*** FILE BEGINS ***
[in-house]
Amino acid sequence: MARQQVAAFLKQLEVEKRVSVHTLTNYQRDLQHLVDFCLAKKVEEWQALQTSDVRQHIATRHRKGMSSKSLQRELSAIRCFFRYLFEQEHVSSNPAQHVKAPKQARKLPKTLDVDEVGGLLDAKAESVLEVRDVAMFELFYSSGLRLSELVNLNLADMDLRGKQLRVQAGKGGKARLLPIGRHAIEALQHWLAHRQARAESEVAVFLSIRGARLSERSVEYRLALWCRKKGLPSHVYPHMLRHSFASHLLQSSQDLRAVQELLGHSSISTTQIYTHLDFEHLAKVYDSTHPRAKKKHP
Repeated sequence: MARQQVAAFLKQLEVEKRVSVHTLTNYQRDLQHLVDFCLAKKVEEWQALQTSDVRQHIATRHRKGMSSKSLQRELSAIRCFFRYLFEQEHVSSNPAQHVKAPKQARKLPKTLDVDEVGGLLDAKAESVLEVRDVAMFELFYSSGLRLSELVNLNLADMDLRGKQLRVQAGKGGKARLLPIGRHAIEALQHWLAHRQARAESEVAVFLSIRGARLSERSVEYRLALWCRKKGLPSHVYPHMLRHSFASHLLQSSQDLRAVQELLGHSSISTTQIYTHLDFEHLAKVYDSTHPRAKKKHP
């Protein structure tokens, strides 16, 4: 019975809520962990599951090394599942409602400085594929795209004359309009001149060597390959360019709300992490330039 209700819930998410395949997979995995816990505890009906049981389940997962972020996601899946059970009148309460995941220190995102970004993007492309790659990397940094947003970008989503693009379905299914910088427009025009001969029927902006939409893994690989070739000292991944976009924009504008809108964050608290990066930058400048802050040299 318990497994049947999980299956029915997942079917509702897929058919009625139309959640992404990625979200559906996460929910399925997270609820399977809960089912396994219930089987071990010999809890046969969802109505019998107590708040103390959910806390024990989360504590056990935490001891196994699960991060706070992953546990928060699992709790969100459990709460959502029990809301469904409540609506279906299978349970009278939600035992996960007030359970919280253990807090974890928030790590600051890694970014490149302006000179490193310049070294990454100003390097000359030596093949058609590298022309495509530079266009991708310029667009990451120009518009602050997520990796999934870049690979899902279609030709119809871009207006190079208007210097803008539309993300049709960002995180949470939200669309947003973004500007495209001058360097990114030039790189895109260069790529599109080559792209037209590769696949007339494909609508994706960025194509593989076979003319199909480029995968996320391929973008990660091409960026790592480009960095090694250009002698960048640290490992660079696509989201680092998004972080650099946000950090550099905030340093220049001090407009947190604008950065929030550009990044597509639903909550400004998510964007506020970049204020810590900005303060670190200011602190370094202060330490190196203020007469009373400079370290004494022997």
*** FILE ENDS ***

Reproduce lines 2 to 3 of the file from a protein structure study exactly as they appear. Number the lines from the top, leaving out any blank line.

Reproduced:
Amino acid sequence: MARQQVAAFLKQLEVEKRVSVHTLTNYQRDLQHLVDFCLAKKVEEWQALQTSDVRQHIATRHRKGMSSKSLQRELSAIRCFFRYLFEQEHVSSNPAQHVKAPKQARKLPKTLDVDEVGGLLDAKAESVLEVRDVAMFELFYSSGLRLSELVNLNLADMDLRGKQLRVQAGKGGKARLLPIGRHAIEALQHWLAHRQARAESEVAVFLSIRGARLSERSVEYRLALWCRKKGLPSHVYPHMLRHSFASHLLQSSQDLRAVQELLGHSSISTTQIYTHLDFEHLAKVYDSTHPRAKKKHP
Repeated sequence: MARQQVAAFLKQLEVEKRVSVHTLTNYQRDLQHLVDFCLAKKVEEWQALQTSDVRQHIATRHRKGMSSKSLQRELSAIRCFFRYLFEQEHVSSNPAQHVKAPKQARKLPKTLDVDEVGGLLDAKAESVLEVRDVAMFELFYSSGLRLSELVNLNLADMDLRGKQLRVQAGKGGKARLLPIGRHAIEALQHWLAHRQARAESEVAVFLSIRGARLSERSVEYRLALWCRKKGLPSHVYPHMLRHSFASHLLQSSQDLRAVQELLGHSSISTTQIYTHLDFEHLAKVYDSTHPRAKKKHP